Join me at Anthology Film Archives at 1PM on Saturday, March 5th for the world premiere of my short film “When Harry Met Chesty” (preceding the doc “Run, Run, It’s Him”) at CineKink NYC 2011.

Where else ya gonna see Doris Wishman's "Deadly Weapons" colliding with Clint Eastwood's "Dirty Harry" in a tit-filled tale of bittersweet romance?

Cinekink Film Festival 2011: Kink Crusaders

"I am a role model simply because I'm here," Mr. Leather Ottawa announces from his wheelchair in Michael Skiff's “Kink Crusaders,” a documentary shot during the 2008 edition of the International Mr. Leather contest, held annually in Chicago for the past 30 years. Moving back and forth from archival footage and talking-head interviews with IML founder Chuck Renslow, past winners, and current hopefuls, to the contest itself, Skiff's rote filmmaking is fortunately topped by his eye-opening subject matter. Within the LGBT community, leather men (and women) have always been marginalized—which, ironically, has allowed IML to slowly expand even as the gay community itself has narrowed its focus to chasing once exclusively hetero dreams. "We are inclusive. That's one of the things that made us grow," Renslow emphasizes, recalling the first black man to be named International Mr. Leather. Indeed, the latest incarnation of IML is a microcosm of true diversity, with a skinny WWII vet (returning soldiers were the fathers of the leather scene), a pierced German with a voice like Werner Herzog, an Asian top skilled in the rope bondage used on prisoners brought before Japanese emperors, and even guys from unlikely locales such as Iowa and Oklahoma, all duking it out with the cosmopolitan, gay white male base. When you've got straight guys proudly competing in a contest that started in the back of a frequently raided bar (Renslow reminisces about the early days of paying off local policemen during the earliest days of Mayor Richard M. Daley's reign), this is progress.

To read the rest of my review visit: The House Next Door at Slant Magazine.

Meet The Dutch: WCBO founder Iepe Rubingh

Check out my “Meet The Dutch” profile of World Chess Boxing Organization founder Iepe Rubingh on pages 22-23 of Amsterdam Magazine!

Sex and De Stad: Food Fetish

Check out my food fetish column on page 51 of Amsterdam Magazine!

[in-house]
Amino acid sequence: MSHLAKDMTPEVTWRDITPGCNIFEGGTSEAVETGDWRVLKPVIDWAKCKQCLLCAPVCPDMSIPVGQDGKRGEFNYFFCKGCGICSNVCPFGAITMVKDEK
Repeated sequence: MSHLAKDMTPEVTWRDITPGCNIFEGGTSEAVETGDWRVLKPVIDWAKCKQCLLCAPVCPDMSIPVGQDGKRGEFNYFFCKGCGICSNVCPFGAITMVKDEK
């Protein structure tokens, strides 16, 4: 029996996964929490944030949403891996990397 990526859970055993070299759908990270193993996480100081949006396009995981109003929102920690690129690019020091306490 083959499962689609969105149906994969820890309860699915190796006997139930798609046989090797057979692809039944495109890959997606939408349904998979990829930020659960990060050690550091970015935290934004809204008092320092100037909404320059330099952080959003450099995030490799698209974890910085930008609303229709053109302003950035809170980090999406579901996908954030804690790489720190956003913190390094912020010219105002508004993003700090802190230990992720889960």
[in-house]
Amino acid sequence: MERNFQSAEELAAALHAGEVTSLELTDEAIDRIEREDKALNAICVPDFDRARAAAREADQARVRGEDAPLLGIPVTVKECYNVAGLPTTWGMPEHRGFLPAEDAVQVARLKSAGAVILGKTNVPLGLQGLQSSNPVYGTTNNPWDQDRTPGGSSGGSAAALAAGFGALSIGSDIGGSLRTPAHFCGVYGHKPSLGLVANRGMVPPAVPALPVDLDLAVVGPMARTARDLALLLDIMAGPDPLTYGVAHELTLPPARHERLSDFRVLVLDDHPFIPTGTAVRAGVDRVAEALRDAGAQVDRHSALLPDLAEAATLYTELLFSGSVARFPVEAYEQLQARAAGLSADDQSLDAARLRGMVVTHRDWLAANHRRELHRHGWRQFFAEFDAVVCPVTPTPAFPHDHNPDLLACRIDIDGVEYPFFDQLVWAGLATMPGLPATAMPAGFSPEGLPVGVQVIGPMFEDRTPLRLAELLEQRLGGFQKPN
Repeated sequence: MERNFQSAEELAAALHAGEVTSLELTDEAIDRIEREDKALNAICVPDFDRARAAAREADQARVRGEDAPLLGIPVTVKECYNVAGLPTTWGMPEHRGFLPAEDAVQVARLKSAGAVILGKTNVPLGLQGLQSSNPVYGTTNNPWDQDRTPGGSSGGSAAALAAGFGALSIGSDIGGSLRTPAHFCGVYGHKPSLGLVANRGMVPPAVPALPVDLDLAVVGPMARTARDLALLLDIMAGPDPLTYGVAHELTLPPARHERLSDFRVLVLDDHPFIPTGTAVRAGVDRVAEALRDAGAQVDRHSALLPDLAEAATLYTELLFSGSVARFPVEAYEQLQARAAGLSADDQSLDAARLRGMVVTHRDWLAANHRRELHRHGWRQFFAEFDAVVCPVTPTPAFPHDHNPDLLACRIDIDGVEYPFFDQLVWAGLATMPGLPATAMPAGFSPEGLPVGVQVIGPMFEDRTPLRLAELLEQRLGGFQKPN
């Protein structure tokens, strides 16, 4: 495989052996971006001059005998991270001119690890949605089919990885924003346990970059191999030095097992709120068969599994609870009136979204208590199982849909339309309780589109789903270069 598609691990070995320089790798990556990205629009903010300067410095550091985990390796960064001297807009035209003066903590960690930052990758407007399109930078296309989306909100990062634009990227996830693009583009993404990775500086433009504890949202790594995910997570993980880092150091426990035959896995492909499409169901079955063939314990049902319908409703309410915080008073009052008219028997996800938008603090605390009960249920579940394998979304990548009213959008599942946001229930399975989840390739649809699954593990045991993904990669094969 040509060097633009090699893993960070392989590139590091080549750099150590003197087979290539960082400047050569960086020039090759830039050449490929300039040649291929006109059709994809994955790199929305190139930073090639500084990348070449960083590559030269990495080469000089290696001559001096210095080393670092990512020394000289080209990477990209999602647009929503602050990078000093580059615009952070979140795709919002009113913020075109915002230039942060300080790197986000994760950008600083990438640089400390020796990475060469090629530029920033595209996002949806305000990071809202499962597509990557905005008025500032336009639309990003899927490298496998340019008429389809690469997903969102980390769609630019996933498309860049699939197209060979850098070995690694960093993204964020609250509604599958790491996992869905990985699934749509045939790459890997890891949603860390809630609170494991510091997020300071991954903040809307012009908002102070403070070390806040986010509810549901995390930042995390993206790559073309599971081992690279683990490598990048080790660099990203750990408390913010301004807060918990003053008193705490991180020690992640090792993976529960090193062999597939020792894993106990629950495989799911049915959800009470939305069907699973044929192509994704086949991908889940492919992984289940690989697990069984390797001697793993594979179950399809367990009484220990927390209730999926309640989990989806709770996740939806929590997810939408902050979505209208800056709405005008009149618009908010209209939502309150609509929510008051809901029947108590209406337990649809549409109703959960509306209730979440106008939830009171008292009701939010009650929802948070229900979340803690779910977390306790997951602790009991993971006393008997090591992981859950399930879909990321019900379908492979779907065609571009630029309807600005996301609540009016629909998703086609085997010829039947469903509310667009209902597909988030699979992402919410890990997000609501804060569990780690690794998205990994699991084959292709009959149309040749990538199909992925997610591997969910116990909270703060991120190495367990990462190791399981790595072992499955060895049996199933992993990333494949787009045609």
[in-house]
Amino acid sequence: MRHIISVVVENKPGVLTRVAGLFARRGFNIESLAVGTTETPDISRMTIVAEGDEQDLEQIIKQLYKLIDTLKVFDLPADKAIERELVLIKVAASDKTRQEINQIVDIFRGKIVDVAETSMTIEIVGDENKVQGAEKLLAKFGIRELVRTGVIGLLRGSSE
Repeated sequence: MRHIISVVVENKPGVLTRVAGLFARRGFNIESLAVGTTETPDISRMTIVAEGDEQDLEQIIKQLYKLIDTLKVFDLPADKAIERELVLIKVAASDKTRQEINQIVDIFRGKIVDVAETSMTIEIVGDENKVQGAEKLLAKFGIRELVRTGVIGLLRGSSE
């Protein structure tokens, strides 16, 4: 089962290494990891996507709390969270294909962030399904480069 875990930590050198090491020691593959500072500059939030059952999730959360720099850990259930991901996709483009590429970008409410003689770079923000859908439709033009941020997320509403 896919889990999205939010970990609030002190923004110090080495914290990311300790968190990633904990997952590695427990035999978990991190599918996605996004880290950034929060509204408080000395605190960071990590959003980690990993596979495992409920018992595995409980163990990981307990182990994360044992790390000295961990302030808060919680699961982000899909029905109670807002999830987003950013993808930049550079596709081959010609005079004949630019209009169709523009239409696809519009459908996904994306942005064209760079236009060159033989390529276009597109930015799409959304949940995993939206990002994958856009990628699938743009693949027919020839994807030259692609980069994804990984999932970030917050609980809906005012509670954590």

Fracking Hell: A Conversation with Oscar-nominated “Gasland” Director Josh Fox

I tend to prefer reviewing documentary features to fiction, not because of any affinity for reality over fantasy, but because a bad doc just tends to be less painful to sit through than a mediocre fiction film. But when it comes to the nonfiction genre itself I have one very big pet peeve – activist docs done by lazy directors, who forget to explain why we should even care in the first place, thinking that simply putting forth rational arguments negates the need for pulling emotional heartstrings. After all, Al Gore’s stale lecturing in “An Inconvenient Truth” didn’t move moviegoers to take action. For those that did, it’s the polar bears, stupid.

The Oscar-nominated “Gasland” could serve as a crash course in rallying the troops. Not only has director Josh Fox put a face to his film by touring the country with “Gasland” – a road trip exposé itself sparked when Fox and his neighbors were offered $100,000 each from a natural gas mining company to drill on their Pennsylvania properties – but he’s crafted a doc bursting with sweet goofiness and serene cinematography that counterbalances all the scientific mumbo jumbo required to get this serious story told about the dangerous environmental effects of the natural-gas production process “fracking.” In other words, he’s winning crucial hearts even if he loses a few minds. Unlike his archenemy Dick Cheney (himself living proof of the powerlessness of rational argument) Fox has made debating dirty procedures like fracking fun. I spoke with the director by phone before the Academy Awards were handed out.

To read my interview visit Global Comment.